Rise in fraud debits from banks, DSP stresses tech upgrade
Manish Prasad, 25, received the shock of his life on Saturday evening when he received a text message that Rs 36,000 had been debited from his bank account.
The Kadma resident and insurance sector employee told the cyber crime police station in Bistupur that he had neither shared his IDBI Bank account number nor PIN with anyone.
On July 20 evening, Md Shahnawaz, 26, who has his account with the Bank of India’s Haldipokhar branch, received a similar text that Rs 42,000 had been debited from his account. He told the cyber cops in Bistupur that he was at Sakchi market when he received the text, and he had never shared his bank details.
Cyber criminals are miles ahead of the police amid the Centre pushing cashless transactions and netbanking, cops admit. While cyber criminals of yore would impersonate bank staff to call up their victims for their bank accounts, today’s conmen are more evolved, say cyber cops.
Since January 1 this year, 26 cases of cyber crime, most related to fraudulent withdrawal of money from banks, have been filed with the cyber police station. Half a dozen of them were related to online hate and abuse, which were detected. Of the 20 cases related to money debited from accounts, not one has been solved.
DSP (cyber crime) Jayashree Kujur, who monitors the probe of cases registered with the cyber crime police station in Bistupur, admitted that cyber criminals were “ahead of the police”.
“What is worrying is that cyber criminals are evolving more sophisticated ways to rob people’s money. We need more technical expertise. We also have to make the people more aware on how not fall prey to cyber crimes,” she said.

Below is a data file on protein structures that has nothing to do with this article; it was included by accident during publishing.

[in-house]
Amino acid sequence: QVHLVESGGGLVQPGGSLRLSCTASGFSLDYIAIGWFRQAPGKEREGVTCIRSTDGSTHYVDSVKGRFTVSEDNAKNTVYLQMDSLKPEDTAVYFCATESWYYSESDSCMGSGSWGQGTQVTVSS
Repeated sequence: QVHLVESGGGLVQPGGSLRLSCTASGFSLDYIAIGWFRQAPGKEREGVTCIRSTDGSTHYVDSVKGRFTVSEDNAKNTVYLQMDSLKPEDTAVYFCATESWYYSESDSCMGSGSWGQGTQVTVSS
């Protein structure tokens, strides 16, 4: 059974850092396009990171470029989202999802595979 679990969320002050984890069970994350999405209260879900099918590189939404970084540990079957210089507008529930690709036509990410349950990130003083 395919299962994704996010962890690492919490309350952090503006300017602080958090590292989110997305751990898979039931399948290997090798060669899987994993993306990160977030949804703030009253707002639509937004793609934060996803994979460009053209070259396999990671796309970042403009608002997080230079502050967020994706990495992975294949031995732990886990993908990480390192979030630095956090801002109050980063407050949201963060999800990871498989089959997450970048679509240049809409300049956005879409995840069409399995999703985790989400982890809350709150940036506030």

With the rise in online shopping, people share debit and credit card and CVV (card verification value) numbers across various sites. Whether hackers can gain access to this information is something cyber cops are not aware of.
Even cops are not spared. Umesh Singh, a havildar posted at Bistupur police station, said this January he got six texts on his cellphone, each announcing Rs 2,000 had been debited. Singh got his account closed. In eight months, the only thing that could be known was that the cyber criminal operated from Bangalore.
A cyber cop posted in Bistupur police station said one latest trend of conmen was putting up a fake website with phone numbers, say of a genuine cooking gas agency. A customer browsing the Net can find the fake website to call up the number written there.
One call is all that’s needed for the criminal to access the caller’s Aadhaar card details, home address and bank account number. Then, it becomes easier for the criminal to impersonate a bank staff. “When a person has all your details, you end up sharing your PIN if asked,” the cop said. “Recently, Bajrang Gas Agency in Kadma had to change its number as cyber criminals had put up a fake website of it to tap its customers.”